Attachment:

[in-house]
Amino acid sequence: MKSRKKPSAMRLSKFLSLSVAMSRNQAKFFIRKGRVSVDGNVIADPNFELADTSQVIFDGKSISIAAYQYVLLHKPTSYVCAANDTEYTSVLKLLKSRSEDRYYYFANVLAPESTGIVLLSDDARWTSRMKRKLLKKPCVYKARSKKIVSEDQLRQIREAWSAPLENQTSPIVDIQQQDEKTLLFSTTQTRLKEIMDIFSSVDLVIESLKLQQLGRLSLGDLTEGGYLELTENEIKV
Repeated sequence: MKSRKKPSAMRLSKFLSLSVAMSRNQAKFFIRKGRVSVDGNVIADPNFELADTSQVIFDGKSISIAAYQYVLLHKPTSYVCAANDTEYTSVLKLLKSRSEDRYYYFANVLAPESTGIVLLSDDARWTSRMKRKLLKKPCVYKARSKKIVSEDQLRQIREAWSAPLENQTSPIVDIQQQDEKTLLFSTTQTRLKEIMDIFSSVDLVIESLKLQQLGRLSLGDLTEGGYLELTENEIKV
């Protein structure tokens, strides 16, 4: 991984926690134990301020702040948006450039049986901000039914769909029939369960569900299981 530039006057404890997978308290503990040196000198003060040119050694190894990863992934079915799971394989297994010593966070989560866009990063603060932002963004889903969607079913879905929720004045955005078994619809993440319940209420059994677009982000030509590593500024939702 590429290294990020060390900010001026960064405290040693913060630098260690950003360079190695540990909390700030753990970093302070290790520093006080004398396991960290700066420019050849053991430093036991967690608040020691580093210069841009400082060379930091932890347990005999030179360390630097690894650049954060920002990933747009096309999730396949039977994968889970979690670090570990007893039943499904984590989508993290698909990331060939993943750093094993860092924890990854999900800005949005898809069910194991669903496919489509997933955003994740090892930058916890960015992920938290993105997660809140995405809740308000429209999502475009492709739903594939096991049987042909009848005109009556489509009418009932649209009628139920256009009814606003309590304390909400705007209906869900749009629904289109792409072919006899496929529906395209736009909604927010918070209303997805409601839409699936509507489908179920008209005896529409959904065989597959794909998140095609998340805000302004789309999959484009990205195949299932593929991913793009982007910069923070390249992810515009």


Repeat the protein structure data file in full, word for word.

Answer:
[in-house]
Amino acid sequence: MKSRKKPSAMRLSKFLSLSVAMSRNQAKFFIRKGRVSVDGNVIADPNFELADTSQVIFDGKSISIAAYQYVLLHKPTSYVCAANDTEYTSVLKLLKSRSEDRYYYFANVLAPESTGIVLLSDDARWTSRMKRKLLKKPCVYKARSKKIVSEDQLRQIREAWSAPLENQTSPIVDIQQQDEKTLLFSTTQTRLKEIMDIFSSVDLVIESLKLQQLGRLSLGDLTEGGYLELTENEIKV
Repeated sequence: MKSRKKPSAMRLSKFLSLSVAMSRNQAKFFIRKGRVSVDGNVIADPNFELADTSQVIFDGKSISIAAYQYVLLHKPTSYVCAANDTEYTSVLKLLKSRSEDRYYYFANVLAPESTGIVLLSDDARWTSRMKRKLLKKPCVYKARSKKIVSEDQLRQIREAWSAPLENQTSPIVDIQQQDEKTLLFSTTQTRLKEIMDIFSSVDLVIESLKLQQLGRLSLGDLTEGGYLELTENEIKV
């Protein structure tokens, strides 16, 4: 991984926690134990301020702040948006450039049986901000039914769909029939369960569900299981 530039006057404890997978308290503990040196000198003060040119050694190894990863992934079915799971394989297994010593966070989560866009990063603060932002963004889903969607079913879905929720004045955005078994619809993440319940209420059994677009982000030509590593500024939702 590429290294990020060390900010001026960064405290040693913060630098260690950003360079190695540990909390700030753990970093302070290790520093006080004398396991960290700066420019050849053991430093036991967690608040020691580093210069841009400082060379930091932890347990005999030179360390630097690894650049954060920002990933747009096309999730396949039977994968889970979690670090570990007893039943499904984590989508993290698909990331060939993943750093094993860092924890990854999900800005949005898809069910194991669903496919489509997933955003994740090892930058916890960015992920938290993105997660809140995405809740308000429209999502475009492709739903594939096991049987042909009848005109009556489509009418009932649209009628139920256009009814606003309590304390909400705007209906869900749009629904289109792409072919006899496929529906395209736009909604927010918070209303997805409601839409699936509507489908179920008209005896529409959904065989597959794909998140095609998340805000302004789309999959484009990205195949299932593929991913793009982007910069923070390249992810515009």